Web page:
Poster Presentations

Start Date

20-5-2014 12:30 PM

Description

Cytocompatible hydrogels with good mechanical properties and predictable degradation are highly desired for many biomedical applications including stem cell and therapeutics delivery for guided tissue repair. However, existing methods for fabricating tough hydrogels usually involve non-physiological conditions, such as toxic starting materials, catalysts, or crosslinking chemistry. Moreover, precisely controlling hydrogel degradation over a broad range in a predictable manner has been extremely challenging while empirical tuning of most degradable materials’ degradation profiles often resulting in undesired changes in other properties. To solve these problems, we recently developed a versatile hydrogel formulation that allows us to fabricate cytocompatible tough hydrogels under physiological conditions with predicable and widely tunable degradations. This platform was based on a well-defined hydrogel network formed by two pairs of four-armed poly(ethylene glycol) macromers terminated with bioorthogonal azide and dibenzocyclooctyl endgroups, respectively, via labile or stable linkages. The high-fidelity, catalyst-free bioorthogonal crosslinking reaction between these pairs of macromers enabled robust crosslinking in water, phosphate buffered saline and cell culture media to afford tough hydrogels capable of withstanding >90% compressive strain. The strategic placement of labile ester linkages near the crosslinking site within this superhydrophilic network, accomplished by facile adjustments of the ratio of the macromers used, enabled broad tuning of the hydrogel disintegration rates from 2 days to >250 days that precisely matched with the theoretical prediction based on a first-order linkage cleavage kinetics. This platform holds great potential for many biomedical applications that demands cytocompatability, adequate mechanical integrity and precisely controlled temporal disintegration of the synthetic matrix.

Comments

Abstract of poster presented at the 2014 UMass Center for Clinical and Translational Science Research Retreat, held on May 20, 2014 at the University of Massachusetts Medical School, Worcester, Mass.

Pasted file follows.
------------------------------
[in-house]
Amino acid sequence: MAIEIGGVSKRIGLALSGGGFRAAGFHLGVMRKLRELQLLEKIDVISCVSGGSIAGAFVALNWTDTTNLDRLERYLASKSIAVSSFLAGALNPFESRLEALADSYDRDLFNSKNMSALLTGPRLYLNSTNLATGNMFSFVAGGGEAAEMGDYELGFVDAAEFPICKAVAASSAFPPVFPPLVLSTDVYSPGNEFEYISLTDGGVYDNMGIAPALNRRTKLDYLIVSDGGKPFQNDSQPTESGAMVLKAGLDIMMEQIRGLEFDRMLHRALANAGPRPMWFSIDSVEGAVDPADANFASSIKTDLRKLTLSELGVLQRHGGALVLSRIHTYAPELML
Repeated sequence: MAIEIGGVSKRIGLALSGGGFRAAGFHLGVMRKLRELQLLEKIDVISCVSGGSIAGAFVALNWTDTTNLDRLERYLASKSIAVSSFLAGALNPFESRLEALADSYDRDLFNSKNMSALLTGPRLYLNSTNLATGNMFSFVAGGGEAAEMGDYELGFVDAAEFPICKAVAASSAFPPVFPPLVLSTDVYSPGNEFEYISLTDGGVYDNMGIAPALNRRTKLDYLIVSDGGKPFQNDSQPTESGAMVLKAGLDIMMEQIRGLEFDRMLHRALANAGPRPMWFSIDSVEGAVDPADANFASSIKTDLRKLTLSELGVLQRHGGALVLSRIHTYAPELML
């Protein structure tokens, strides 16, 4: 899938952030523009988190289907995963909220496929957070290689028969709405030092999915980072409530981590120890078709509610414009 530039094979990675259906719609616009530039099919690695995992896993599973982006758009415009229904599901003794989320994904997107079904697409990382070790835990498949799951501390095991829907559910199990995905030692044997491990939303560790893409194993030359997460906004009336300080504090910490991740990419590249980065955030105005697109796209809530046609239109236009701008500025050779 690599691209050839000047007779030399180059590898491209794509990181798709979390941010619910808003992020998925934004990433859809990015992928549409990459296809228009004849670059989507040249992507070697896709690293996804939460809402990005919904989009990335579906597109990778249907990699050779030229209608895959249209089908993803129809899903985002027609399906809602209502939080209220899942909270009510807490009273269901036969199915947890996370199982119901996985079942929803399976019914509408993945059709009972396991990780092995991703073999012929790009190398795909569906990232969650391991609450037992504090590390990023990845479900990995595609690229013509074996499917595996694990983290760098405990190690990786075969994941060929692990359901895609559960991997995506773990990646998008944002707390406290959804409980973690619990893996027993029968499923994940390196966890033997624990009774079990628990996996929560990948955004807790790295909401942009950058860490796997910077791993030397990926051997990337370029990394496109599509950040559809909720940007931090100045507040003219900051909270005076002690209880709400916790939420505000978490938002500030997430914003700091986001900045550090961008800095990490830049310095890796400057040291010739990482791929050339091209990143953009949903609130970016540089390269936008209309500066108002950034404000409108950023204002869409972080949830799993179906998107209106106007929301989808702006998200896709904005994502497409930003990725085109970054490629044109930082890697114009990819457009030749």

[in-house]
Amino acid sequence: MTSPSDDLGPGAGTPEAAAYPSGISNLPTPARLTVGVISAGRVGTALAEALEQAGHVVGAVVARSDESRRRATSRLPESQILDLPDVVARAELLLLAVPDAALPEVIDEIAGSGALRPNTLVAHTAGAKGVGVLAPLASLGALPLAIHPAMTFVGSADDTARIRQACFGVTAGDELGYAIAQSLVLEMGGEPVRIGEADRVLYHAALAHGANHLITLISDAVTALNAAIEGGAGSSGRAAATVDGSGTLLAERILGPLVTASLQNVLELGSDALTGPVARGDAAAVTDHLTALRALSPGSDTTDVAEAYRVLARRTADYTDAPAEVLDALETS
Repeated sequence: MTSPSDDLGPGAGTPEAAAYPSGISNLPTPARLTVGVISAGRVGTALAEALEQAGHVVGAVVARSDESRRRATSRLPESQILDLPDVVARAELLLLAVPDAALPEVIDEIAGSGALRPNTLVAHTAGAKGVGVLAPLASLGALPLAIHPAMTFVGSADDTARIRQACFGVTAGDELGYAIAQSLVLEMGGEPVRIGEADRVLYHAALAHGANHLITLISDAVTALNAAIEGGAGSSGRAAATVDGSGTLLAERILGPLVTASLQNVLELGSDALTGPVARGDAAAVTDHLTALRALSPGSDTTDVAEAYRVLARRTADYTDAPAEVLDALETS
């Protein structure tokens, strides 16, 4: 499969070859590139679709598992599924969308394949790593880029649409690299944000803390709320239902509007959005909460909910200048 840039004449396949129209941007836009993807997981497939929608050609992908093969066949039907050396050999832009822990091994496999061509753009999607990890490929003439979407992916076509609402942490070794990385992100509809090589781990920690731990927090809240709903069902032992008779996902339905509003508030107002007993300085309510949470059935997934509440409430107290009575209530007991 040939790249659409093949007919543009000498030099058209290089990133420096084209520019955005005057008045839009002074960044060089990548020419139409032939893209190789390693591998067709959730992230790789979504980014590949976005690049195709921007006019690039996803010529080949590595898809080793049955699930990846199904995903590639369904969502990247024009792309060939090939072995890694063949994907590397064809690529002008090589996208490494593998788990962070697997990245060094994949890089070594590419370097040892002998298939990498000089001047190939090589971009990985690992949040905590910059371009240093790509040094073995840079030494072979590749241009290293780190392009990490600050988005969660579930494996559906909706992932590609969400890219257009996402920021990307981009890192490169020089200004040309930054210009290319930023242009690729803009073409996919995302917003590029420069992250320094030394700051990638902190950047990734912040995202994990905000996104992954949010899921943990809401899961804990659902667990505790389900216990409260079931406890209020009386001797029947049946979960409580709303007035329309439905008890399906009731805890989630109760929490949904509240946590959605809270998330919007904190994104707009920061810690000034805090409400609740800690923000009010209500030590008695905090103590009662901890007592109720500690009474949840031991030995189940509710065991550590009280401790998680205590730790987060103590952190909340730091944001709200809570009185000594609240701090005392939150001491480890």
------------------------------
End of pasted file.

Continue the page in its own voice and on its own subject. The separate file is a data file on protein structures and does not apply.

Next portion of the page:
Creative Commons License

Creative Commons Attribution-Noncommercial-Share Alike 3.0 License
This work is licensed under a Creative Commons Attribution-Noncommercial-Share Alike 3.0 License.

 
May 20th, 12:30 PM

Cytocompatible Tough Hydrogel Platform with Predictable Degradation

Cytocompatible hydrogels with good mechanical properties and predictable degradation are highly desired for many biomedical applications including stem cell and therapeutics delivery for guided tissue repair. However, existing methods for fabricating tough hydrogels usually involve non-physiological conditions, such as toxic starting materials, catalysts, or crosslinking chemistry. Moreover, precisely controlling hydrogel degradation over a broad range in a predictable manner has been extremely challenging while empirical tuning of most degradable materials’ degradation profiles often resulting in undesired changes in other properties. To solve these problems, we recently developed a versatile hydrogel formulation that allows us to fabricate cytocompatible tough hydrogels under physiological conditions with predicable and widely tunable degradations. This platform was based on a well-defined hydrogel network formed by two pairs of four-armed poly(ethylene glycol) macromers terminated with bioorthogonal azide and dibenzocyclooctyl endgroups, respectively, via labile or stable linkages. The high-fidelity, catalyst-free bioorthogonal crosslinking reaction between these pairs of macromers enabled robust crosslinking in water, phosphate buffered saline and cell culture media to afford tough hydrogels capable of withstanding >90% compressive strain. The strategic placement of labile ester linkages near the crosslinking site within this superhydrophilic network, accomplished by facile adjustments of the ratio of the macromers used, enabled broad tuning of the hydrogel disintegration rates from 2 days to >250 days that precisely matched with the theoretical prediction based on a first-order linkage cleavage kinetics. This platform holds great potential for many biomedical applications that demands cytocompatability, adequate mechanical integrity and precisely controlled temporal disintegration of the synthetic matrix.

 

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